A Study on the 7 Churches (Smyrna)

A Study on the 7 Churches (Smyrna)

The Church at Smyrna

This is part two in a seven-part study on the Churches in the book of Revelation. Part one can be accessed here: https://iamawatchman.com/a-study-on-the-7-churches-ephesus/

The notes below compliment this live worship-hour video recording of a teaching on the Church at Smyrna.

Almost 2000 years ago Jesus shared a message to seven churches in seven cities located in present-day western Turkey. That message is presented in Revelation 2-3. When John wrote the book of Revelation, there were about 100 churches in greater Asia. So then, the question is: Why these seven churches?  These churches were not the largest or most notable—two of the seven churches had grave issues. Many believe Jesus chose to speak to these churches because their location and ministry are representative of both future periods in church history and the major issues individuals and churches struggle with today.

The Lord’s message to the church at Smyrna prophetically points forward to a time of great persecution for believers (approximately 100—325AD). For much of this time, the open practice of Christianity was considered a crime and punishable by death. Millions of Christians were martyred or imprisoned for their faith. The church was tried and tested, but prevailed and flourished. This is a testament to the courage and perseverance of those early believers. It is also a testimony to the grace and encouragement of God.

The Lord’s message to the Church at Smyrna reminds believers that God can use suffering and opposition to bring about spiritual growth and an increased witness. It is important to note that though the 2nd—4th century church suffered terribly under Roman persecution, it was perhaps the most vibrant and Great-Commission oriented period of church history.

THE HISTORY

Smyrna vied with Ephesus (located about forty miles away) and Pergamum (Pergamos) for the title, “First City of Asia.” Though established in the 11th century BC, Smyrna did not attain importance until after Alexander the Great laid the foundation for a new city. The work of enlarging and fortifying the city was carried out under Antigonus (316 – 301 BC) and Lysimachus (301 – 281 BC).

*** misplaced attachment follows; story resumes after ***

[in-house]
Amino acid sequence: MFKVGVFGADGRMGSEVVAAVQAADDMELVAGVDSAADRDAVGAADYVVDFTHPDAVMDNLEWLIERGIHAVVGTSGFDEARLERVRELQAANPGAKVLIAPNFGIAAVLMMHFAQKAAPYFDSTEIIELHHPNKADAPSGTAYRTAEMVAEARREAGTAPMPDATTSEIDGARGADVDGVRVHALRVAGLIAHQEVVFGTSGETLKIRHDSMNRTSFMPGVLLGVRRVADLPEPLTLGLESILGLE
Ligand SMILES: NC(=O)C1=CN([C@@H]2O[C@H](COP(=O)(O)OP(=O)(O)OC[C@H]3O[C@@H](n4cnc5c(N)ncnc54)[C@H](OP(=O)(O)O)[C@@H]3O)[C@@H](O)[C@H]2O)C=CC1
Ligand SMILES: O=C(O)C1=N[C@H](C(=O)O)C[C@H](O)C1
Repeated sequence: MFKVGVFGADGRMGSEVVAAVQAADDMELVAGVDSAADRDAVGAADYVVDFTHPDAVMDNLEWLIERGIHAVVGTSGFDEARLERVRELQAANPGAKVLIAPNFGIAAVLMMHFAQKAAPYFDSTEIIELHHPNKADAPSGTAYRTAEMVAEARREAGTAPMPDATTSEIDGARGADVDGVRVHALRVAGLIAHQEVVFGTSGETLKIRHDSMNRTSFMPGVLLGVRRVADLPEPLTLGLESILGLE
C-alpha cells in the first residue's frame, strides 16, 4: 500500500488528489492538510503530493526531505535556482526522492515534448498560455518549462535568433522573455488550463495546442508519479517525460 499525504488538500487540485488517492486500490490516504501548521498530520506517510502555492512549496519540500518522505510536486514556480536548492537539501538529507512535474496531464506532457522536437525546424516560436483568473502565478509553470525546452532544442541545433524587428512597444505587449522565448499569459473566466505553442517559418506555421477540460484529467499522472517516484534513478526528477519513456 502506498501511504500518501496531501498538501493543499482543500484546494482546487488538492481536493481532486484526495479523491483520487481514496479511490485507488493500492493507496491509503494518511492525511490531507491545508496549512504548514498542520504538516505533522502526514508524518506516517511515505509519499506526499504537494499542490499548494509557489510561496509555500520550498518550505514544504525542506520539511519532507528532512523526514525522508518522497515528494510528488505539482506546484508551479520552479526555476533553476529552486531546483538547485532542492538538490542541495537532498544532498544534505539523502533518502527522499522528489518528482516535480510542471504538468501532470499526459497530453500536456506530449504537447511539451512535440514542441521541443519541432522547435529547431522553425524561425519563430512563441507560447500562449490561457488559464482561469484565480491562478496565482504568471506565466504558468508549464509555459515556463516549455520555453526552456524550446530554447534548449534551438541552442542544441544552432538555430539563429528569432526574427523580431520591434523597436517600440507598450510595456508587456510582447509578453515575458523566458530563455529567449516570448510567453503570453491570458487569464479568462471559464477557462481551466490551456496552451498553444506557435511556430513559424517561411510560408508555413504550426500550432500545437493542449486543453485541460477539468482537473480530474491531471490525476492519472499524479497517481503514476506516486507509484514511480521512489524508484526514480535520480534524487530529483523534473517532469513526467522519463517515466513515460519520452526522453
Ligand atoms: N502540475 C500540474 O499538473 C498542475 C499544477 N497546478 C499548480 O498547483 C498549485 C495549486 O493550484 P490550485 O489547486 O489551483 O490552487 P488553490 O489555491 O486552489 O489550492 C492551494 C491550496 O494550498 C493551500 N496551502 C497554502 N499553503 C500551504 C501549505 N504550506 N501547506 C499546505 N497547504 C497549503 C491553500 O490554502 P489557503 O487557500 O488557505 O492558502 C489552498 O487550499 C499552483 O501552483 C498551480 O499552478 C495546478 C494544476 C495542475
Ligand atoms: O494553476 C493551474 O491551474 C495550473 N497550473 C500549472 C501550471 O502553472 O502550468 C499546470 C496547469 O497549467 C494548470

Smyrna is located 42 miles from Patmos (a city of 100,000). The name, “Smyrna” is derived from the word, “myrrh” which means “bitter.”  It aptly portends to an age of bitter persecution.

Polycarp, was the first Bishop of Smyrna. He was martyred there in 155 AD. Polycarp is said to have been discipled by the Apostle John. Polycarp is associated with some of the oldest Christian writings in the world today.

WORDS OF PRAISE:

Jesus praised this church with the words: “I know your afflictions and your poverty—yet you  are rich!” (Rev. 2:9a). Many had lost jobs because or could not work because they would not give a pinch of tribute (indicating that Caesar was to be worshipped).

The encouragement and challenges Jesus extended to the church at Smyrna are echoes of earlier New Testament writings. For example, believers are to persevere (see Heb. 12:1). Believers are to not grow weary in doing good (See Gal. 6:9). Believers are to be sanctified (see John 17:15-17; 1 Thess. 4:3) and believers are to flee from evil (1 Thess. 5:22). 

A WORD OF CHALLENGE:

Revelation 2:10 presents a somber challenge:

“Do not be afraid of what you are about to suffer. I tell you, the devil will put some of you   in prison…and you will suffer persecution for ten days. Be faithful, even to the point of death, and I will give you  life as your victor’s crown.”

From this one verse believers are commanded to:

  • not be afraid
  • be prepare to suffer
  • know that the suffering will not last
  • remember that faithfulness yields a reward
  • acknowledge their wrong and return to the right path.

SUMMARY:

Persecution made the church strong

It is said that “The branches heaven laden and bowing to the ground—are those bearing the greatest fruit.”  Persecution strengthens character and produces faith (1 Peter 1:6-7).  Persecution and trials encourage reliance and obedience (Acts 9:15-16). Persecution and the scattering of the saints broadened the scope and witness of the Church (2 Cor. 1:3-4). These are just a few reasons that James challenges believers to “consider it joy when we encounter various trials” (James 1:2-4).

The call is to be strong in the faith. Challenges and suffering is coming. Those who are strong and grounded in the faith will be able to endure to the end.

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